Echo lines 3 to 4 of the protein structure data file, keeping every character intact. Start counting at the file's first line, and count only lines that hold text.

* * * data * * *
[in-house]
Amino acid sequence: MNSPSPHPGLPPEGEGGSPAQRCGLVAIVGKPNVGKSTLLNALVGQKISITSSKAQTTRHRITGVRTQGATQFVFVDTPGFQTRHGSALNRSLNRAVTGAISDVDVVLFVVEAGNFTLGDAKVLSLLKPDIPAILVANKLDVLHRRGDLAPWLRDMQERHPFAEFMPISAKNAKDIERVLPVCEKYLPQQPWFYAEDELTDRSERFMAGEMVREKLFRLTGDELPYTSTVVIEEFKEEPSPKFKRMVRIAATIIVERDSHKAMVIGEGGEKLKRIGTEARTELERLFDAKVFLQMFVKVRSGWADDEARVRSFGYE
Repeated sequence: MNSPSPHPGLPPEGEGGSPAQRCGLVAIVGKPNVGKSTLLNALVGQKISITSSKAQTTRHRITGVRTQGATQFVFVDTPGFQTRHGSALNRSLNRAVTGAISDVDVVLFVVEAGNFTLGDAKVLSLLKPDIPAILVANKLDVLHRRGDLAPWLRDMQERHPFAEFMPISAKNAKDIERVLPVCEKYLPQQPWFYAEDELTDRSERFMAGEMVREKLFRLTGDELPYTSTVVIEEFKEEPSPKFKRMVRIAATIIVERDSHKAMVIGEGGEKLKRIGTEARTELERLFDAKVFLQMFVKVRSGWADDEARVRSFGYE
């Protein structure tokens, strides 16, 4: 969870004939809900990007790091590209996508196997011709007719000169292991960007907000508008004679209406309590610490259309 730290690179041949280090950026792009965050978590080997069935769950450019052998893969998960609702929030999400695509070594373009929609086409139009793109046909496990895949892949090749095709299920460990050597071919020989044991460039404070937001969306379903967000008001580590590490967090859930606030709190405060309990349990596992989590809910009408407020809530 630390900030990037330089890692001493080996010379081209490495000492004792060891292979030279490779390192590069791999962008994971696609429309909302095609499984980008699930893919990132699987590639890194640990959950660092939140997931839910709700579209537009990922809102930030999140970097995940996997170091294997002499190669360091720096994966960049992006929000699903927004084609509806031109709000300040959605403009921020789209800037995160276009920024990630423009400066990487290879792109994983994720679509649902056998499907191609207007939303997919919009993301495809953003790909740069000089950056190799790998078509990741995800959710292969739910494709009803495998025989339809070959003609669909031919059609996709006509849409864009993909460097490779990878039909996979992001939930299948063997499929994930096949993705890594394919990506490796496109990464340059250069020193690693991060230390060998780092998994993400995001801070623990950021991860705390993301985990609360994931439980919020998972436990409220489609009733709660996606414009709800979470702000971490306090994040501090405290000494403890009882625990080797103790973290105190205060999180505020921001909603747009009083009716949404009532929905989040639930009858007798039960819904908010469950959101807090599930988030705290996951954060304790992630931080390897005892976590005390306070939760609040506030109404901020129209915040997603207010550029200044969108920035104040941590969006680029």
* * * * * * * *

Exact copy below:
Repeated sequence: MNSPSPHPGLPPEGEGGSPAQRCGLVAIVGKPNVGKSTLLNALVGQKISITSSKAQTTRHRITGVRTQGATQFVFVDTPGFQTRHGSALNRSLNRAVTGAISDVDVVLFVVEAGNFTLGDAKVLSLLKPDIPAILVANKLDVLHRRGDLAPWLRDMQERHPFAEFMPISAKNAKDIERVLPVCEKYLPQQPWFYAEDELTDRSERFMAGEMVREKLFRLTGDELPYTSTVVIEEFKEEPSPKFKRMVRIAATIIVERDSHKAMVIGEGGEKLKRIGTEARTELERLFDAKVFLQMFVKVRSGWADDEARVRSFGYE
């Protein structure tokens, strides 16, 4: 969870004939809900990007790091590209996508196997011709007719000169292991960007907000508008004679209406309590610490259309 730290690179041949280090950026792009965050978590080997069935769950450019052998893969998960609702929030999400695509070594373009929609086409139009793109046909496990895949892949090749095709299920460990050597071919020989044991460039404070937001969306379903967000008001580590590490967090859930606030709190405060309990349990596992989590809910009408407020809530 630390900030990037330089890692001493080996010379081209490495000492004792060891292979030279490779390192590069791999962008994971696609429309909302095609499984980008699930893919990132699987590639890194640990959950660092939140997931839910709700579209537009990922809102930030999140970097995940996997170091294997002499190669360091720096994966960049992006929000699903927004084609509806031109709000300040959605403009921020789209800037995160276009920024990630423009400066990487290879792109994983994720679509649902056998499907191609207007939303997919919009993301495809953003790909740069000089950056190799790998078509990741995800959710292969739910494709009803495998025989339809070959003609669909031919059609996709006509849409864009993909460097490779990878039909996979992001939930299948063997499929994930096949993705890594394919990506490796496109990464340059250069020193690693991060230390060998780092998994993400995001801070623990950021991860705390993301985990609360994931439980919020998972436990409220489609009733709660996606414009709800979470702000971490306090994040501090405290000494403890009882625990080797103790973290105190205060999180505020921001909603747009009083009716949404009532929905989040639930009858007798039960819904908010469950959101807090599930988030705290996951954060304790992630931080390897005892976590005390306070939760609040506030109404901020129209915040997603207010550029200044969108920035104040941590969006680029």